Mislabeling a worker as an independent contractor creates potential liability for failure to comply with California’s wage and hour requirements, as well as for employment taxes and penalties.

In California, the issue of misclassification came to the forefront for employers on April 30, 2018, when the California Supreme Court dramatically changed the test for determining whether a worker is an independent contractor or an employee.

Until just recently, California courts generally applied common-law principles to determine independent contractor status. Under the California Supreme Court’s decision in S.G. Borello & Sons, Inc. v. Department of Industrial Relations, 48 Cal.3d 341 (1989), as subsequently interpreted by the Courts of Appeal and the California Supreme Court itself, the most important factor was whether the business had the right to control the manner and means of performing the individual’s work.

In contrast, in Dynamex Operations West, Inc. v. Superior Court, 4 Cal.5th 903, 416 P.3d 1, 232 Cal.Rptr.3d 1 (2018), the court unanimously held that certain workers, in particular, transportation workers covered by Wage Order No. 9, should be presumed employees instead of independent contractors when evaluating wage and hour classification in class actions.

In reaching its decision in Dynamex, the California Supreme Court established and adapted the broader “ABC test” to determine employment status. Under the ABC test set forth by the court, a worker is presumed to be an employee. To classify a worker as an independent contractor to whom the wage orders do not apply, the hiring entity must establish each of the following three factors:

A. That the worker is free from the control and direction of the hiring entity in connection with the performance of the work and in fact;

AND

B. That the worker performs work that is outside the usual course of the hiring entity’s business;

AND

C. That the worker is customarily engaged in an independently established trade, occupation or business of the same nature as the work performed.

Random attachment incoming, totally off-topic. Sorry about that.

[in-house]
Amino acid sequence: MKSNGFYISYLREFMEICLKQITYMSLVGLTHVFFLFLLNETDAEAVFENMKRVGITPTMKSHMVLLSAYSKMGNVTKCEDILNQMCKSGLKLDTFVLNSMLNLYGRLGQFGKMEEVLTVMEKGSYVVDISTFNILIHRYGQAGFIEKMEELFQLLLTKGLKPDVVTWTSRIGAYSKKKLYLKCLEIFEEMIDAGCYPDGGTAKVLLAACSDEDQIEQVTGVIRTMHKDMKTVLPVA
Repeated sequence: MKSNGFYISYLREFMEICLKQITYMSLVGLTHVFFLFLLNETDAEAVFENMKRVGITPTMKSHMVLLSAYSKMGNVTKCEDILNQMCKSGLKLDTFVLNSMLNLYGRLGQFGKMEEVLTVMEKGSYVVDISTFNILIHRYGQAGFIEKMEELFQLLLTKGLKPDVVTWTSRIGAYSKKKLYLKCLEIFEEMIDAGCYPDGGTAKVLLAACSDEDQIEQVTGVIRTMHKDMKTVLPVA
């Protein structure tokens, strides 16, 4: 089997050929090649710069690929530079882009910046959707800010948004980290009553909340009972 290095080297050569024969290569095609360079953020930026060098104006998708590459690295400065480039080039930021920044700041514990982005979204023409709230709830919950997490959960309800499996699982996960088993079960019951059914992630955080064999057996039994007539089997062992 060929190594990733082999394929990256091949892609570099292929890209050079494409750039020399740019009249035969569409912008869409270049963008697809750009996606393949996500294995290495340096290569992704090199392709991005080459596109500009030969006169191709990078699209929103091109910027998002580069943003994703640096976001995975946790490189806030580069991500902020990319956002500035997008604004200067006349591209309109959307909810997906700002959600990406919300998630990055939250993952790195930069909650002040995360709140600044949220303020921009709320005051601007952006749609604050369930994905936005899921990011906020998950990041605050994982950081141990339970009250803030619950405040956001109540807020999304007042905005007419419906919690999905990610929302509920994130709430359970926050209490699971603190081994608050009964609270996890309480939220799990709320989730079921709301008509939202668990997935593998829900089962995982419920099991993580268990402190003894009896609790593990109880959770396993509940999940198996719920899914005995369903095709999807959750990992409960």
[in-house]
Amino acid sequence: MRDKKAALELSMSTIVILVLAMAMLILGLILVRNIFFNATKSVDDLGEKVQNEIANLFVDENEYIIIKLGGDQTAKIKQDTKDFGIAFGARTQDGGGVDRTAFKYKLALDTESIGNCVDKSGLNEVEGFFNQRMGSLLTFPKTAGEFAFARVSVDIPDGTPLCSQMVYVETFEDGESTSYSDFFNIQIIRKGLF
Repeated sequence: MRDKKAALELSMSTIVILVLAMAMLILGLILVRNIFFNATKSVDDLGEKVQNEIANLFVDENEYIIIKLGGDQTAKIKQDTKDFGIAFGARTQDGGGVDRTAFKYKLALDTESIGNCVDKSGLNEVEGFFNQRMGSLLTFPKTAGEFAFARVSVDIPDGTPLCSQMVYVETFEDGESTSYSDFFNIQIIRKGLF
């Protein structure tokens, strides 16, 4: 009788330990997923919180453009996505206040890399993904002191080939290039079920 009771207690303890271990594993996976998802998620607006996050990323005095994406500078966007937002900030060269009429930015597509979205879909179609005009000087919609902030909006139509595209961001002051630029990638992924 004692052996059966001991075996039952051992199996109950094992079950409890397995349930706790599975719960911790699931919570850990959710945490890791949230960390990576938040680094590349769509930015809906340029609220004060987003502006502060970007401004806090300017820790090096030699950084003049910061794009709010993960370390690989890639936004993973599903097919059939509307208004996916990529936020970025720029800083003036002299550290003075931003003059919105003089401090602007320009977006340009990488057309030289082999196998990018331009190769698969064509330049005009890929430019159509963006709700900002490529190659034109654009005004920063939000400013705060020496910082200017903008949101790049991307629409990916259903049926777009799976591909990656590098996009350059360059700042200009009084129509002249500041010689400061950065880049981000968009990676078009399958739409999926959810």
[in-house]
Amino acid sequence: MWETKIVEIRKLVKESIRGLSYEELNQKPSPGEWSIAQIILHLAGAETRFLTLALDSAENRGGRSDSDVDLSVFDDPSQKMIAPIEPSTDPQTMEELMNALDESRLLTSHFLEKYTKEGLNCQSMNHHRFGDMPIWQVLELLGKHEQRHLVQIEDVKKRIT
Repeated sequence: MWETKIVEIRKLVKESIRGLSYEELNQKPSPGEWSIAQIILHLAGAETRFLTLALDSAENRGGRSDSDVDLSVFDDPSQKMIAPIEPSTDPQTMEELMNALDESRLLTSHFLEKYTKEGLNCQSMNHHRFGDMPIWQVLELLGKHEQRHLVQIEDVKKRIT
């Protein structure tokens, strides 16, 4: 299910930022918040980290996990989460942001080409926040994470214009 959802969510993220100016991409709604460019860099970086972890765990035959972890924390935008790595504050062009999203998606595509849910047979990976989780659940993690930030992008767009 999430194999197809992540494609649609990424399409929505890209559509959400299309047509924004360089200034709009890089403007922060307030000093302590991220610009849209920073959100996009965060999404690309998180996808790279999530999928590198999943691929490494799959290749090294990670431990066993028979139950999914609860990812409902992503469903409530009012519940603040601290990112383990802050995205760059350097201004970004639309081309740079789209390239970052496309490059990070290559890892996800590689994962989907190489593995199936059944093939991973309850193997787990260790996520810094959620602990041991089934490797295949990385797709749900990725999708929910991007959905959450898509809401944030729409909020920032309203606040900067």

These factors are in the conjunctive — a hiring entity’s failure to satisfy any one of the factors of the ABC test establishes that the worker should be treated as an employee for purposes of the wage order.

The Dynamex decision left several unanswered questions which will have to be sorted out by the courts:

  • The court did not provide any guideline as to whether Dynamex is to be applied prospectively or retroactively;
  • The decision in Dynamex addressed only the test to be applied for determining employee status under the Wage Orders promulgated by the Industrial Welfare Commission, and leaves the issue of whether common law factors, rather than the ABC test, still are applicable to alleged Labor Code claims not brought under the Wage Orders;
  • The California Supreme Court did not opine on whether the new ABC test applies to matters under the jurisdiction of the Employment Development Division or to workers’ compensation matters; and,
  • The court did not comment on whether the ABC test applies to claims brought under the Private Attorneys General Act (PAGA).

What is clear is that employers can expect a flood of individual and class actions in light of the Dynamex decision.

In a bit of good news for employers, in a modified opinion filed on May 18, 2018, the California Court of Appeal in Curry v. Equilon Enterprises, LLC, answered the question of whether the “ABC test” established in Dynamex applies beyond the independent contract context, with a resounding “no.”